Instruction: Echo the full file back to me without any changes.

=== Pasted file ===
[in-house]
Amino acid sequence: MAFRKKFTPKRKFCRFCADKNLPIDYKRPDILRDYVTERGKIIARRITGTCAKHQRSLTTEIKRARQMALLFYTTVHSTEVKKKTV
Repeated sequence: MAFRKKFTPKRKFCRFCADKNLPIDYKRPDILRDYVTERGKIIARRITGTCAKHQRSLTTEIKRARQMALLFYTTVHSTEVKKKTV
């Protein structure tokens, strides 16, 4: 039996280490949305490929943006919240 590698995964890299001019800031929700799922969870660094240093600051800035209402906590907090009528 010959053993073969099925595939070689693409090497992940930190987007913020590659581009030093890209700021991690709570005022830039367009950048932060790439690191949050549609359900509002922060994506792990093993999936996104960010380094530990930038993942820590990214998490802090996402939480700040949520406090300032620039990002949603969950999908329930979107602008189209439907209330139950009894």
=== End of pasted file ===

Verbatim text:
[in-house]
Amino acid sequence: MAFRKKFTPKRKFCRFCADKNLPIDYKRPDILRDYVTERGKIIARRITGTCAKHQRSLTTEIKRARQMALLFYTTVHSTEVKKKTV
Repeated sequence: MAFRKKFTPKRKFCRFCADKNLPIDYKRPDILRDYVTERGKIIARRITGTCAKHQRSLTTEIKRARQMALLFYTTVHSTEVKKKTV
């Protein structure tokens, strides 16, 4: 039996280490949305490929943006919240 590698995964890299001019800031929700799922969870660094240093600051800035209402906590907090009528 010959053993073969099925595939070689693409090497992940930190987007913020590659581009030093890209700021991690709570005022830039367009950048932060790439690191949050549609359900509002922060994506792990093993999936996104960010380094530990930038993942820590990214998490802090996402939480700040949520406090300032620039990002949603969950999908329930979107602008189209439907209330139950009894």